The questions that might be addressed during the two-day seminar/workshop could be articulated as follows: How are national values and traditions used as an excuse for economic activities and corporate politics? How is capital used as a tool of power to fulfill nationalist-imperialist policies in particular regions? How might the return to protectionist politics influence nationalist movements in contemporary Europe during this crises of global capitalism? How do they deal with migration and transnational identity? Why do nation-states behave like companies and companies act like nation-states? What is behind states branding themselves and using marketing tools and companies becoming multinational empires with their own rules and regulations? How is art and culture instrumentalised for the sake of strengthening national identity and promoting the nation?
The seminar/workshop consists of a seminar and a screening open to the public plus discussion on November 10, 2009 continuing with closed workshops on November 11, 2009. The workshops will be held by Marina Grzinic and Jens Haaning.
We greatly regret that Muzeum Sztuki and the Public Preparation teams cannot provide accommodation and travel grants, but we are able to provide supporting letters for funding organisations and assist with individual fund-raising. And of course we are happy to advise on budgeting options such as good value accommodation.
About the Public Preparation platform: “Nations in the Age of Global Economic Meltdown” will take place within the framework of Public Preparation events. Public Preparation is an international platform for knowledge- production and networking. First and foremost it is a space for international collaboration focusing on the current practices of critical thinking and production in the field of contemporary art. The main agenda of Public Preparation is to concentrate on questions linked to the concept of an artist as a citizen. Contemporary art is a crucial part of the public realm, exhibition spaces are places for open discussion and artists have the power and responsibility to be actively engaged in the process of examining, imagining and changing social reality. The current phase of Public Preparation activities deals critically with the growing tendencies of nationalism in contemporary Europe, aiming to envision alternative ways to think about the global community. More information about Public Preparation project can be found at www.publicpreparation.org
Call for Participation The Bat-Yam Biennale is pleased to announce the open call for participation in Urban Action 2010.
The Bat-Yam Biennale functions as a laboratory through which attitudes in and towards urban space are examined. Urban Action 2010 continues the urban action begun in the first biennale , in which Hosting was the theme.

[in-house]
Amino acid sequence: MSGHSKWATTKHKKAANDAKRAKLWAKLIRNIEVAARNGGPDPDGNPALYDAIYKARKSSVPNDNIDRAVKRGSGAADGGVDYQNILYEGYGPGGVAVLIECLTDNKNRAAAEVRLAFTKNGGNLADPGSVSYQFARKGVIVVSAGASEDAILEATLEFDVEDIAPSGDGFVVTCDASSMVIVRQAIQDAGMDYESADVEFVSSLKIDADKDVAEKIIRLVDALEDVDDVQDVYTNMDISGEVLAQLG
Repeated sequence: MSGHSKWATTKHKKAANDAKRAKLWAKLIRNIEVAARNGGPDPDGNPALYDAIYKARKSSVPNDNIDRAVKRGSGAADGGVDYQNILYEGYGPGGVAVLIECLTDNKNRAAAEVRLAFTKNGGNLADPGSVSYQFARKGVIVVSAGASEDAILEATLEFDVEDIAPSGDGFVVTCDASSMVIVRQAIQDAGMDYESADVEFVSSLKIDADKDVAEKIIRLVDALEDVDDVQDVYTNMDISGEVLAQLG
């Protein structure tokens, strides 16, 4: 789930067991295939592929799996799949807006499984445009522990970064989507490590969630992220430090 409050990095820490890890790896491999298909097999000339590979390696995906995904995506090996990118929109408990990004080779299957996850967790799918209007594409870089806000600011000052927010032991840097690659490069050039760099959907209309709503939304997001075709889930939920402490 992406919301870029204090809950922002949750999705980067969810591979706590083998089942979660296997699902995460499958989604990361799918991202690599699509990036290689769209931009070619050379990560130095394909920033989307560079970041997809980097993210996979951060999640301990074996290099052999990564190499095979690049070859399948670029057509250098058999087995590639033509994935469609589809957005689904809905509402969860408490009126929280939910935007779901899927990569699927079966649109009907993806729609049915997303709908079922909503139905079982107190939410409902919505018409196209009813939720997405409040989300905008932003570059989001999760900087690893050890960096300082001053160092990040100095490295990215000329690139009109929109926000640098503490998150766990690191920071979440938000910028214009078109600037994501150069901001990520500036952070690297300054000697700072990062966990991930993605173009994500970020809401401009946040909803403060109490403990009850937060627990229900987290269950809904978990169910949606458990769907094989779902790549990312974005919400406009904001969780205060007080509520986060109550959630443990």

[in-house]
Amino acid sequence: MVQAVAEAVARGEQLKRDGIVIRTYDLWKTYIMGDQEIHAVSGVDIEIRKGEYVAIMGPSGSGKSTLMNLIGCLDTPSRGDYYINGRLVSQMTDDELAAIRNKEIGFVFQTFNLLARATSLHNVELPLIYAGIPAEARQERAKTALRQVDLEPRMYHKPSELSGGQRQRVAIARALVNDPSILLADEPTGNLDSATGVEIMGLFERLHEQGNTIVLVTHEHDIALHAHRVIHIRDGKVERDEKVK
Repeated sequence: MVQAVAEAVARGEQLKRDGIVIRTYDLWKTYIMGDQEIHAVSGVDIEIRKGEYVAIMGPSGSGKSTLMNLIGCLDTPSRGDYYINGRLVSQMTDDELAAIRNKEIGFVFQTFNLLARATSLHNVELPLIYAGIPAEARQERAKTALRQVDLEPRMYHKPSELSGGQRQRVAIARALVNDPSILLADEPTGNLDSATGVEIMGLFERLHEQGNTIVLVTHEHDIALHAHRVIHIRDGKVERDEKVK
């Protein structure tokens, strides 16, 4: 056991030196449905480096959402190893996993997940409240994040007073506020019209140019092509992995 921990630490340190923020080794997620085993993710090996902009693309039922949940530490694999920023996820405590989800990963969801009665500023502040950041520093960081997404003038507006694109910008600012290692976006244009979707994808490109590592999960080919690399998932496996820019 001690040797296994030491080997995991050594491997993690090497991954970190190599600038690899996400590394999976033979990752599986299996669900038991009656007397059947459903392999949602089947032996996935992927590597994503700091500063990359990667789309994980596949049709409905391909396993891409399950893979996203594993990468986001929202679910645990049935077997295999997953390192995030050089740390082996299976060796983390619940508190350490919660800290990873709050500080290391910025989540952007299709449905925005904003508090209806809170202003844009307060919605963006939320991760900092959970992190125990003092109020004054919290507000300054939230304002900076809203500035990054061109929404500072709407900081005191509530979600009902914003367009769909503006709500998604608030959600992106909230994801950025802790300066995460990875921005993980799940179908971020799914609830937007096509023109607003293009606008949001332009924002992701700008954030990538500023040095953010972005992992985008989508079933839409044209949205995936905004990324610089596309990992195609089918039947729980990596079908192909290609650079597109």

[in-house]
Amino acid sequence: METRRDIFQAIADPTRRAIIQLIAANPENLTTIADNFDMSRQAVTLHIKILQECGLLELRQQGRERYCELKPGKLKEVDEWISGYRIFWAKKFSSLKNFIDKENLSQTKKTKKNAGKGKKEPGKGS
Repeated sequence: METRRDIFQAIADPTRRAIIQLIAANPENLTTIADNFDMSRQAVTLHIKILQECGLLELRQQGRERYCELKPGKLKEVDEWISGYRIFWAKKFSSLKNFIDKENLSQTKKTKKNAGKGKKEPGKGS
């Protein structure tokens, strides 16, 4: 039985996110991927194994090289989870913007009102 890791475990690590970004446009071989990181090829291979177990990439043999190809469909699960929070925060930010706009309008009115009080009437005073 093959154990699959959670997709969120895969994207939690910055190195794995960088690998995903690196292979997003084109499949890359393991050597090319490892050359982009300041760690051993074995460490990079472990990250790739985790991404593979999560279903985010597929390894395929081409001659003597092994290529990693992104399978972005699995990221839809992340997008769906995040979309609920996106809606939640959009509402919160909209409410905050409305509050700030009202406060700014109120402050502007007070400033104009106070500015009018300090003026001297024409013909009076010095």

The 2010 Bat-Yam Biennale invites urban interventions that examine the city’s “flexible” nature. We invite anyone involved or interested in urbanism to propose interventions in the city of Bat-Yam.
We are looking for innovative proposals that will lead to the development and improvement of urban life.
We have had my brother-in-law staying Jeremy Deller’s latest project, It is What It Is. We have been working with Jeremy on the Bat House Project. Both works provide a mechanism, a vehicle (literally in the case of ‘It is What It Is’) to encourage debate and engagement with particular issues.
Dragging a wrecked car from Iraq across the States is simply not art, said my brother-in-law very firmly, fixing his attentions solely on the object rather than the discourse generated.
An alternative to the car being in the States, it could have been on the Fourth Plinth in Trafalgar Square instead of Antony Gormley’s forthcoming project. But both works pull us members of the public into art that ultimately is process not product.
Why is it that many people just won’t have it that the purpose of art is to elicit participation from us, to open up thinking, to encourage us to review the human condition and to nudge or provoke a response? Why can’t they relax and just accept that artists can use whatever materials they damn well choose – be that the human body, a urinal, oil paint or bronze or a cork screw to actify that purpose.
The site is still up of the road diary by Nato Thompson that is part of It is What It Is, although the trip ended on 17 April 09. I urge you to read it and see what, as Thompson says, “digging into public life”, has revealed.
Meanwhile off line It is What It Is has provoked more conversation in our house than any more conventional piece of art over the past two weeks. This is far more important to me than convincing my brother-in-law that it is art. I did get a rueful smile from David when I noted that having argued for half an hour the night before, he came down to breakfast the next morning wanting to begin all over again. And then seemingly tangentially, we started talking about war.
After all the second part of the work’s title is ‘Conversations about Iraq’.